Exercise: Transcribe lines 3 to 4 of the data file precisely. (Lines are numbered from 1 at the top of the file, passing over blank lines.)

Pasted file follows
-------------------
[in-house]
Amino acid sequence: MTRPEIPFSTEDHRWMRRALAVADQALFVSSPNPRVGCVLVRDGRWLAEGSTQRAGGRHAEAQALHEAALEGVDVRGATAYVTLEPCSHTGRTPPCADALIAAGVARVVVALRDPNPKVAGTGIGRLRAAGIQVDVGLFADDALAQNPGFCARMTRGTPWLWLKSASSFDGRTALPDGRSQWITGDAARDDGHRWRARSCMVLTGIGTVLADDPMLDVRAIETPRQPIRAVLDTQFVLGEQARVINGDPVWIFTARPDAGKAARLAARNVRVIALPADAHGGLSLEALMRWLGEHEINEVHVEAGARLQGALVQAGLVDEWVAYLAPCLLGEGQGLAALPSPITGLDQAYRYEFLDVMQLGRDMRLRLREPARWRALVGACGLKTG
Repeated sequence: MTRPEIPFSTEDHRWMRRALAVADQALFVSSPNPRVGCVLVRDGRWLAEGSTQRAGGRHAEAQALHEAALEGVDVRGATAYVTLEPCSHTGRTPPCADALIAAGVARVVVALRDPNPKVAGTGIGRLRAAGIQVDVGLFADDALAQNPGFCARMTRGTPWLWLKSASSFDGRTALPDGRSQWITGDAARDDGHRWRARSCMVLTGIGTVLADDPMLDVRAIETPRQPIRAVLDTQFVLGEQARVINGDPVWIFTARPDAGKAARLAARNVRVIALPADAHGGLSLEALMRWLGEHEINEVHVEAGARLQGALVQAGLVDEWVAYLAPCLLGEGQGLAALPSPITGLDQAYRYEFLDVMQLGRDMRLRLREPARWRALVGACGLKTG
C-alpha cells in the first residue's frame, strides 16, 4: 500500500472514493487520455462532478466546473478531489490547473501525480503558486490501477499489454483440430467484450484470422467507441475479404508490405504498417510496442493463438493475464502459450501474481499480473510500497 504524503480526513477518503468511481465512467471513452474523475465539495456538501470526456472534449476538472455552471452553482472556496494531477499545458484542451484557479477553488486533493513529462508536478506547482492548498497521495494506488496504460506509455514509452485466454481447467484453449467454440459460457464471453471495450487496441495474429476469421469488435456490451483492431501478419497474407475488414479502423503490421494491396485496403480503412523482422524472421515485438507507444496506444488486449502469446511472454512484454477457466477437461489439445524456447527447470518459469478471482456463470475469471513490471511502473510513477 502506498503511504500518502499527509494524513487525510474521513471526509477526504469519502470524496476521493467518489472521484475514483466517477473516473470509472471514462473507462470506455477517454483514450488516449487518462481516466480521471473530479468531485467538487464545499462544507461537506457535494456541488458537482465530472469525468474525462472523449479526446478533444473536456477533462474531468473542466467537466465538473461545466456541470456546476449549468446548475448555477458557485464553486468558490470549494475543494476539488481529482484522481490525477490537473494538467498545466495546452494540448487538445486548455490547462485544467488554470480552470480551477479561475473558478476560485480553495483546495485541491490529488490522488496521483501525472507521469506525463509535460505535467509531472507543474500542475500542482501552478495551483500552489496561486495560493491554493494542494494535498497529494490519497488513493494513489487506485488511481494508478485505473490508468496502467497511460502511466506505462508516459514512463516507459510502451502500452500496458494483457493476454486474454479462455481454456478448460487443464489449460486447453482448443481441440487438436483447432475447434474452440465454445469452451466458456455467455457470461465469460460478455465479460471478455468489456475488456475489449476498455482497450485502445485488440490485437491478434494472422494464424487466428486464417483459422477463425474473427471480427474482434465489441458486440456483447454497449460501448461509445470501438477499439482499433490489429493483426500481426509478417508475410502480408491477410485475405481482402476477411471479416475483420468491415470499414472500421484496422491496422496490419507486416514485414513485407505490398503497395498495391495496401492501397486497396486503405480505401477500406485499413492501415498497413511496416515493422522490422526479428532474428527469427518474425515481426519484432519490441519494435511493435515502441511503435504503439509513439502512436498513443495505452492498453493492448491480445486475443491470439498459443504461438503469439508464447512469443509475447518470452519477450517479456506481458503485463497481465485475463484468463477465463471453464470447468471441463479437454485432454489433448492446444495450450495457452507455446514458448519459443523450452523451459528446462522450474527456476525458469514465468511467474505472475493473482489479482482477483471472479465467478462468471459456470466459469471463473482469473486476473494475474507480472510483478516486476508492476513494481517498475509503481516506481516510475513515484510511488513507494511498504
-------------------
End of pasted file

Repeated sequence: MTRPEIPFSTEDHRWMRRALAVADQALFVSSPNPRVGCVLVRDGRWLAEGSTQRAGGRHAEAQALHEAALEGVDVRGATAYVTLEPCSHTGRTPPCADALIAAGVARVVVALRDPNPKVAGTGIGRLRAAGIQVDVGLFADDALAQNPGFCARMTRGTPWLWLKSASSFDGRTALPDGRSQWITGDAARDDGHRWRARSCMVLTGIGTVLADDPMLDVRAIETPRQPIRAVLDTQFVLGEQARVINGDPVWIFTARPDAGKAARLAARNVRVIALPADAHGGLSLEALMRWLGEHEINEVHVEAGARLQGALVQAGLVDEWVAYLAPCLLGEGQGLAALPSPITGLDQAYRYEFLDVMQLGRDMRLRLREPARWRALVGACGLKTG
C-alpha cells in the first residue's frame, strides 16, 4: 500500500472514493487520455462532478466546473478531489490547473501525480503558486490501477499489454483440430467484450484470422467507441475479404508490405504498417510496442493463438493475464502459450501474481499480473510500497 504524503480526513477518503468511481465512467471513452474523475465539495456538501470526456472534449476538472455552471452553482472556496494531477499545458484542451484557479477553488486533493513529462508536478506547482492548498497521495494506488496504460506509455514509452485466454481447467484453449467454440459460457464471453471495450487496441495474429476469421469488435456490451483492431501478419497474407475488414479502423503490421494491396485496403480503412523482422524472421515485438507507444496506444488486449502469446511472454512484454477457466477437461489439445524456447527447470518459469478471482456463470475469471513490471511502473510513477 502506498503511504500518502499527509494524513487525510474521513471526509477526504469519502470524496476521493467518489472521484475514483466517477473516473470509472471514462473507462470506455477517454483514450488516449487518462481516466480521471473530479468531485467538487464545499462544507461537506457535494456541488458537482465530472469525468474525462472523449479526446478533444473536456477533462474531468473542466467537466465538473461545466456541470456546476449549468446548475448555477458557485464553486468558490470549494475543494476539488481529482484522481490525477490537473494538467498545466495546452494540448487538445486548455490547462485544467488554470480552470480551477479561475473558478476560485480553495483546495485541491490529488490522488496521483501525472507521469506525463509535460505535467509531472507543474500542475500542482501552478495551483500552489496561486495560493491554493494542494494535498497529494490519497488513493494513489487506485488511481494508478485505473490508468496502467497511460502511466506505462508516459514512463516507459510502451502500452500496458494483457493476454486474454479462455481454456478448460487443464489449460486447453482448443481441440487438436483447432475447434474452440465454445469452451466458456455467455457470461465469460460478455465479460471478455468489456475488456475489449476498455482497450485502445485488440490485437491478434494472422494464424487466428486464417483459422477463425474473427471480427474482434465489441458486440456483447454497449460501448461509445470501438477499439482499433490489429493483426500481426509478417508475410502480408491477410485475405481482402476477411471479416475483420468491415470499414472500421484496422491496422496490419507486416514485414513485407505490398503497395498495391495496401492501397486497396486503405480505401477500406485499413492501415498497413511496416515493422522490422526479428532474428527469427518474425515481426519484432519490441519494435511493435515502441511503435504503439509513439502512436498513443495505452492498453493492448491480445486475443491470439498459443504461438503469439508464447512469443509475447518470452519477450517479456506481458503485463497481465485475463484468463477465463471453464470447468471441463479437454485432454489433448492446444495450450495457452507455446514458448519459443523450452523451459528446462522450474527456476525458469514465468511467474505472475493473482489479482482477483471472479465467478462468471459456470466459469471463473482469473486476473494475474507480472510483478516486476508492476513494481517498475509503481516506481516510475513515484510511488513507494511498504